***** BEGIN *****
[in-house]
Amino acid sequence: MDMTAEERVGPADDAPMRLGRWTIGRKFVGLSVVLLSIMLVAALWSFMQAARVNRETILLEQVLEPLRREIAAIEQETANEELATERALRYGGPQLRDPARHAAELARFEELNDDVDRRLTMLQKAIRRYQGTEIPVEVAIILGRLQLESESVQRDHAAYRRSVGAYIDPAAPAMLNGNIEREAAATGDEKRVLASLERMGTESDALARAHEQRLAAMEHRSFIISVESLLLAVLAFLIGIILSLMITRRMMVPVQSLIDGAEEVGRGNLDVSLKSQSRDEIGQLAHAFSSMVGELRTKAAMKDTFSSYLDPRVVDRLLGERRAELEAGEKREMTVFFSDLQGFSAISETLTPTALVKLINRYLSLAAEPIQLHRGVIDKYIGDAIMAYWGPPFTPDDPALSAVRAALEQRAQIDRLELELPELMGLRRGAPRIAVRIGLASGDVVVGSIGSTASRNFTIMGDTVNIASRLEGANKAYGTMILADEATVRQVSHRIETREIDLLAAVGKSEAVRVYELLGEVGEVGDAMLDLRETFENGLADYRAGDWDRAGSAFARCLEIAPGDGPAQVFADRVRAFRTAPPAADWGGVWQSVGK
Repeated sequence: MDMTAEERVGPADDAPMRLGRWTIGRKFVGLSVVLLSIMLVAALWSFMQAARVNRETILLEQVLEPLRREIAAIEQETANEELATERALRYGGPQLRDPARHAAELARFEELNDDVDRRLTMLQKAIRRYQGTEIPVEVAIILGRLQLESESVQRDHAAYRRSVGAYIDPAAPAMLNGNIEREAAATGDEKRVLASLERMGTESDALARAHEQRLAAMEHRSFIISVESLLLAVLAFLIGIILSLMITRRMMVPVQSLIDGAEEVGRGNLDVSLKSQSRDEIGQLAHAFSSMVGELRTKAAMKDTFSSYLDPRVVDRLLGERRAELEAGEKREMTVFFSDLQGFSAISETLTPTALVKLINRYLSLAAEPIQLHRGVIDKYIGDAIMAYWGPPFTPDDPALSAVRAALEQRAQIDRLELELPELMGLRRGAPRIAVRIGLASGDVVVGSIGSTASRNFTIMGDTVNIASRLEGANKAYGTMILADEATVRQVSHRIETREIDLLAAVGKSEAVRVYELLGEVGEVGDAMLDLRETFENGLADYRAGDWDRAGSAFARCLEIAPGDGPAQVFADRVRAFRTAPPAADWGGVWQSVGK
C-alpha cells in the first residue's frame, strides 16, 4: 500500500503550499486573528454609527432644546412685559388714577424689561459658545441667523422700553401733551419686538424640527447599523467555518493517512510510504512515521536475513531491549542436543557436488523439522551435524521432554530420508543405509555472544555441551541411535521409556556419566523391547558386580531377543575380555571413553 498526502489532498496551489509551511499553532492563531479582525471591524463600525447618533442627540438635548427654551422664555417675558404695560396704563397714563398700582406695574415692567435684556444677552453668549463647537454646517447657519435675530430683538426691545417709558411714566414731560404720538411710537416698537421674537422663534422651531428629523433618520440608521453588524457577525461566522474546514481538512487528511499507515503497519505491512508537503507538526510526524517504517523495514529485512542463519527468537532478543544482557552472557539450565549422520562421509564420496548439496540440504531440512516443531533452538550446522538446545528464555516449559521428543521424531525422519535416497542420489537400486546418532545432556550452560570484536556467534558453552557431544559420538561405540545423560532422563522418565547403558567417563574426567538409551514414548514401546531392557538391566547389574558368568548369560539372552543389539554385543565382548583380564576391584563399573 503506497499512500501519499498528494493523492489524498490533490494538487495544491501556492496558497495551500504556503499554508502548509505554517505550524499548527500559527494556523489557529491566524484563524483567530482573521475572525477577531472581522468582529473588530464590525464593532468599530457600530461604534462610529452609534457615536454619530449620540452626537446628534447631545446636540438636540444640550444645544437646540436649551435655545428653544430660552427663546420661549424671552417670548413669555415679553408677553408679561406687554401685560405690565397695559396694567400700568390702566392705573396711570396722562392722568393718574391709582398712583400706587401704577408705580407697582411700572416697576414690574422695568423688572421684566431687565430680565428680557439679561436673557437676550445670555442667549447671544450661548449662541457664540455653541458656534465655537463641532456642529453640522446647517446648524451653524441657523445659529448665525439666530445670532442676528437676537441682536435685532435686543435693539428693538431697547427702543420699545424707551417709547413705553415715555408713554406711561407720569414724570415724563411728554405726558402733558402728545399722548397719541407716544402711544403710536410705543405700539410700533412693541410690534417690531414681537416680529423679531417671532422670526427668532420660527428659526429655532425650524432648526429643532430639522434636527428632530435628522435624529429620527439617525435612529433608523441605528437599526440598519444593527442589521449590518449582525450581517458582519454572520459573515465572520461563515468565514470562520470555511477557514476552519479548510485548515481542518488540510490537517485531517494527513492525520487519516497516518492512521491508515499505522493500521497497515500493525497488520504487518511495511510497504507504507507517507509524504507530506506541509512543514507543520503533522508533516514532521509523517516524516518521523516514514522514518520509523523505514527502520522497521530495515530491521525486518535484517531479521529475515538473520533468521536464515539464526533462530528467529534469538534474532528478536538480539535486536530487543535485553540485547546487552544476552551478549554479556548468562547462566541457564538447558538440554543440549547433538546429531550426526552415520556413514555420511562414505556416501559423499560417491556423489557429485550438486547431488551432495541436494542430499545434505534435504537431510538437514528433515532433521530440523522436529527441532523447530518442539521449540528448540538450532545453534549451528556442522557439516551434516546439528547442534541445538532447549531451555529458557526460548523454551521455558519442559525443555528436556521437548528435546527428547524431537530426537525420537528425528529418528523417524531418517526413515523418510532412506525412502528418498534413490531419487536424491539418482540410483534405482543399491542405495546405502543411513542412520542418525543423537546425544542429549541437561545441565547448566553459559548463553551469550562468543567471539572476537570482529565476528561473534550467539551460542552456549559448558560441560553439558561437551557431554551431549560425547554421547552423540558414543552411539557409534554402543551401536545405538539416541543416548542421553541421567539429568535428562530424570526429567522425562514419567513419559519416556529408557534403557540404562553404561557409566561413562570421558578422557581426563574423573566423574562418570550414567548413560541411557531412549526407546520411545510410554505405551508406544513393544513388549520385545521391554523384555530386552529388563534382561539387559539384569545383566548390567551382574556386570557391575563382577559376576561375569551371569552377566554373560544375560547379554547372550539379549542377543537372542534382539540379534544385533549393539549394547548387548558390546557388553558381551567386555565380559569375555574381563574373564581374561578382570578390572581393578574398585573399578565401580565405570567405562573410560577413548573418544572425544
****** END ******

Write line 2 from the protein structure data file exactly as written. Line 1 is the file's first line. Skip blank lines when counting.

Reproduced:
Amino acid sequence: MDMTAEERVGPADDAPMRLGRWTIGRKFVGLSVVLLSIMLVAALWSFMQAARVNRETILLEQVLEPLRREIAAIEQETANEELATERALRYGGPQLRDPARHAAELARFEELNDDVDRRLTMLQKAIRRYQGTEIPVEVAIILGRLQLESESVQRDHAAYRRSVGAYIDPAAPAMLNGNIEREAAATGDEKRVLASLERMGTESDALARAHEQRLAAMEHRSFIISVESLLLAVLAFLIGIILSLMITRRMMVPVQSLIDGAEEVGRGNLDVSLKSQSRDEIGQLAHAFSSMVGELRTKAAMKDTFSSYLDPRVVDRLLGERRAELEAGEKREMTVFFSDLQGFSAISETLTPTALVKLINRYLSLAAEPIQLHRGVIDKYIGDAIMAYWGPPFTPDDPALSAVRAALEQRAQIDRLELELPELMGLRRGAPRIAVRIGLASGDVVVGSIGSTASRNFTIMGDTVNIASRLEGANKAYGTMILADEATVRQVSHRIETREIDLLAAVGKSEAVRVYELLGEVGEVGDAMLDLRETFENGLADYRAGDWDRAGSAFARCLEIAPGDGPAQVFADRVRAFRTAPPAADWGGVWQSVGK